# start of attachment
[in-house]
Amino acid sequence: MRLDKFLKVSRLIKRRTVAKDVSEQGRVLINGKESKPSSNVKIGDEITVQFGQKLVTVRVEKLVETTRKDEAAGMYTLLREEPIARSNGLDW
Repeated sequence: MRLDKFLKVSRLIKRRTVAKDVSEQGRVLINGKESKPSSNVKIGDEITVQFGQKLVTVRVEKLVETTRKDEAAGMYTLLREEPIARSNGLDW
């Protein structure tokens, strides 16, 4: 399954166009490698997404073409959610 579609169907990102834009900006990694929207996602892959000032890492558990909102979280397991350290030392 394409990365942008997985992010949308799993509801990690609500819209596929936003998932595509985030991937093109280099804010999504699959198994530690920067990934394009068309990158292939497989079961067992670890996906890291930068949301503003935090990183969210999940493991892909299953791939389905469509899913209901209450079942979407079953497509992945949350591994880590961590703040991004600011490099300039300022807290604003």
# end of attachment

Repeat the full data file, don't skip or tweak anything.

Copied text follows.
[in-house]
Amino acid sequence: MRLDKFLKVSRLIKRRTVAKDVSEQGRVLINGKESKPSSNVKIGDEITVQFGQKLVTVRVEKLVETTRKDEAAGMYTLLREEPIARSNGLDW
Repeated sequence: MRLDKFLKVSRLIKRRTVAKDVSEQGRVLINGKESKPSSNVKIGDEITVQFGQKLVTVRVEKLVETTRKDEAAGMYTLLREEPIARSNGLDW
């Protein structure tokens, strides 16, 4: 399954166009490698997404073409959610 579609169907990102834009900006990694929207996602892959000032890492558990909102979280397991350290030392 394409990365942008997985992010949308799993509801990690609500819209596929936003998932595509985030991937093109280099804010999504699959198994530690920067990934394009068309990158292939497989079961067992670890996906890291930068949301503003935090990183969210999940493991892909299953791939389905469509899913209901209450079942979407079953497509992945949350591994880590961590703040991004600011490099300039300022807290604003």